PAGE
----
We have been planning to bottle a wine called Lucille since the first time we heard Lucy’s heartbeat during an ultrasound. From the moment Lucy became mobile, she has walked vineyards, kicked dirt, and sampled grapes alongside us. Freedom Hill Vineyard has always been a special place for her, with tall, hanging trellis blocks of old, twisted Chardonnay vines that she would dart underneath, while chasing the dogs and tasting the fruit as she wove through the maze of vines. She would exclaim ‘Dad, I like the red grapes, but I really like the white ones!’.
Ken has had the fortune to work with Freedom Hill Vineyard since his first harvest in 1995 and we began working with the fruit as Walter Scott in 2012. Originally we were sourcing just a single acre of Chardonnay along with our Pinot noir blocks, but in 2017 we were offered an acre of old vine Chardonnay also planted in 1995. Since the beginning we knew this block was special and have worked closely with Dustin Duschee and his family to increase the intensity, concentration, and focus through limited yields and organic farming.
Lucille is a concentrated expression of the Freedom Hill Vineyard, giving depth and layers of which only old vines can. Fragrant grilled Sicilian lemons and Mediterranean tahini drives a piercingly fresh tangerine note on the palate with a briny minerality that leaves a mouthwatering sensation. The juxtaposition of power and weightlessness follows all the way through the lusciously long finish.
The weather patterns in the Willamette Valley are truly some of the varied and impactful influences that contribute to making this an amazing and challenging region in which to grow wine grapes. There is no doubt that we have extreme weather events due to climate change, but our overall growing conditions moderate these spikes compared to cool climate regions from around the globe. The 2019 vintage drove that point home with obvious reminders that we are truly still a cool climate region.
The winter of 2018 started off generally mild, then finished cold and wet as we transitioned into early 2019. The spring was wet as is typical in the Willamette Valley, but a warmer than usual in April and we saw a warmer than average start to the growing season following bud break. As in 2018, we once again aimed for lower yields in all of our sites through aggressive shoot thinning to ensure the vines concentrated on developing the fruit we intended to harvest.
The summer began with moderately warm weather in late May and June, allowing for consistent flowering followed by near-record rain in late June and July. Basically, we were in the midst of possibly the highest mildew pressure vintage any grower in this valley had ever experienced. That said, the vines, as Kevin Chambers from Koosah Farm observed, “were very happy!” Why? The answer is that there were no heat spikes in 2019, giving us an old school Oregon cool summer.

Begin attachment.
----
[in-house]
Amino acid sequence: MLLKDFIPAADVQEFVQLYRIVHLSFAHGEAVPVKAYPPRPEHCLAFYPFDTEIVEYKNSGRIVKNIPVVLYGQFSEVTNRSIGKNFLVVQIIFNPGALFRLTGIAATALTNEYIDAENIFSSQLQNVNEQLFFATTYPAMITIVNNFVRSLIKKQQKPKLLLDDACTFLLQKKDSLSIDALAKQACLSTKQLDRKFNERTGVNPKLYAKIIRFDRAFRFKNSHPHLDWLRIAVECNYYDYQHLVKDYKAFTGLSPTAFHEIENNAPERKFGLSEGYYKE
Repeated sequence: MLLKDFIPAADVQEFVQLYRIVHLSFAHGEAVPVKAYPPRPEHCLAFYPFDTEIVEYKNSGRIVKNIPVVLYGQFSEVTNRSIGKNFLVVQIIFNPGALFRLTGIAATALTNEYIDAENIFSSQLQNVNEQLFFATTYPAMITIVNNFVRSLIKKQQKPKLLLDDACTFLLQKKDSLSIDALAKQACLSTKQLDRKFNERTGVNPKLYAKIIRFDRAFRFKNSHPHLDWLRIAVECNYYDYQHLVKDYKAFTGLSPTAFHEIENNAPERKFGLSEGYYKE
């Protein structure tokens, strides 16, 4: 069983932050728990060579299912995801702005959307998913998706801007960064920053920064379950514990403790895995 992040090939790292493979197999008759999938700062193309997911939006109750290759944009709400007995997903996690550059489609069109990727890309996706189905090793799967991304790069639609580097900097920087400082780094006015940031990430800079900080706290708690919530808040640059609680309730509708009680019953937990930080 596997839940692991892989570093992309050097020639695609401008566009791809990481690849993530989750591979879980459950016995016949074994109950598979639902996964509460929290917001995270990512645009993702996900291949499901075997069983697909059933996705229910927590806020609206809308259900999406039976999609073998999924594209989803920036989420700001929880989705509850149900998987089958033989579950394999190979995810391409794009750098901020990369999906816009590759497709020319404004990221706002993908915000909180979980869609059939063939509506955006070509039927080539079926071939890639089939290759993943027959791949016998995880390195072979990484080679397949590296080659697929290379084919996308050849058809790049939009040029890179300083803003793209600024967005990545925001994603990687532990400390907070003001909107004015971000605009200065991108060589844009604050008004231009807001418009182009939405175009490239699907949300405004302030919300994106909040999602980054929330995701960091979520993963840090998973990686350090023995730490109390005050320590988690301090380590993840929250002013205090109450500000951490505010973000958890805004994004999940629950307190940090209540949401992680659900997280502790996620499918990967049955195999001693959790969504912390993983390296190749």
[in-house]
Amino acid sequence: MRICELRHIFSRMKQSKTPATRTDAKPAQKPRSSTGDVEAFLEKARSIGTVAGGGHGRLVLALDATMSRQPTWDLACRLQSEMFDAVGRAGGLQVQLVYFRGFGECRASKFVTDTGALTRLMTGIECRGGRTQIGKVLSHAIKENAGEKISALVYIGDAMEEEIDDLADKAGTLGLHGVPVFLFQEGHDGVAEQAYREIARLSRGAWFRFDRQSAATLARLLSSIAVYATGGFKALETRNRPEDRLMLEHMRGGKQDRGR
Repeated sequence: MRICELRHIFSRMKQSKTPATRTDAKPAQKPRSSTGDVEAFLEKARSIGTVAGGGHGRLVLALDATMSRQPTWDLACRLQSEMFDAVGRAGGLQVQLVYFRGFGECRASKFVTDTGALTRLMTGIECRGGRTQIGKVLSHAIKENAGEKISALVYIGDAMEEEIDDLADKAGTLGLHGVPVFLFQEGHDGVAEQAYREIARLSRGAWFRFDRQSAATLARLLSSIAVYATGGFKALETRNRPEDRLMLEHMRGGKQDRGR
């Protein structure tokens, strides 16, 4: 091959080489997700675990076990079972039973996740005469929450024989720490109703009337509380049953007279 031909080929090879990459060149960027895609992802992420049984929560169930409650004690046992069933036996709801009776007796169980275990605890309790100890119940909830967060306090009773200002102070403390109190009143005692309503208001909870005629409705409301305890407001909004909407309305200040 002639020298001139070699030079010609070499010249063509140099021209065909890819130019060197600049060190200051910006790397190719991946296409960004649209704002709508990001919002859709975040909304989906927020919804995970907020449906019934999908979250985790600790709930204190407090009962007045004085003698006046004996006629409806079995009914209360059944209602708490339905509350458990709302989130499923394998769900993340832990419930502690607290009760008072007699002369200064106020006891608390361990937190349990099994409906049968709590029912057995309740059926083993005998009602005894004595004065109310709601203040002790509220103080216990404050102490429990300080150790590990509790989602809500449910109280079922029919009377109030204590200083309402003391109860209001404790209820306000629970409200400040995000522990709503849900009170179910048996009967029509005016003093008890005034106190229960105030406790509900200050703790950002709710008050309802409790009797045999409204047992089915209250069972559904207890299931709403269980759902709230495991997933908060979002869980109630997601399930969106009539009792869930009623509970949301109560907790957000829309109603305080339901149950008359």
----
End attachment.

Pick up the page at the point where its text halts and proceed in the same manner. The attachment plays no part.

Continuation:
August brought warmer temps, but none of the real heat waves we have come to expect throughout late summer. Pinot noir and Chardonnay like more consistent temperatures and got exactly what they wanted in 2019. Our growers made one last pass at veraison to drop any damaged fruit and fine tuned the crop even further to ensure the vines had an optimum chance to ripen their fruit.
As we moved into September, the mildew pressure began to threaten the grapes in the valley. Luckily, in the Eola-Amity hills, we receive assistance from the powerful Van Duzer winds to help fight off botrytis and mildew, which keep the vines happy and mostly dry. By the numbers, September saw the lowest heat accumulation since 2007, but as we had lower yields in all of our sites at the outset of harvest through intentional shoot thinning, the vines were in balance and delivered beautiful, ripe fruit.
There is no denying that 2019 was challenging. Just over 5 inches of rain fell in September, but that was over the entire month following a dry August, allowing the dry earth to absorb much of the moisture. We danced with and around the rain events, picking our sites when we had a good window and the fruit was ready.
We spoke with a fellow winemaker at a tasting event in November following harvest whose first vintage was 2014 and he said, “I thought this (winemaking) was easy”. We’ve had it pretty easy from 2014-2018 for sure. You really have to look back at 2007, 1996 or 1995 for a vintage to compare with 2019, where patience was the name of the game.
While Walter Scott produced significantly less wine in 2019 due to yields, we could not be happier with the result. We are so excited for you to experience this vintage through our wines!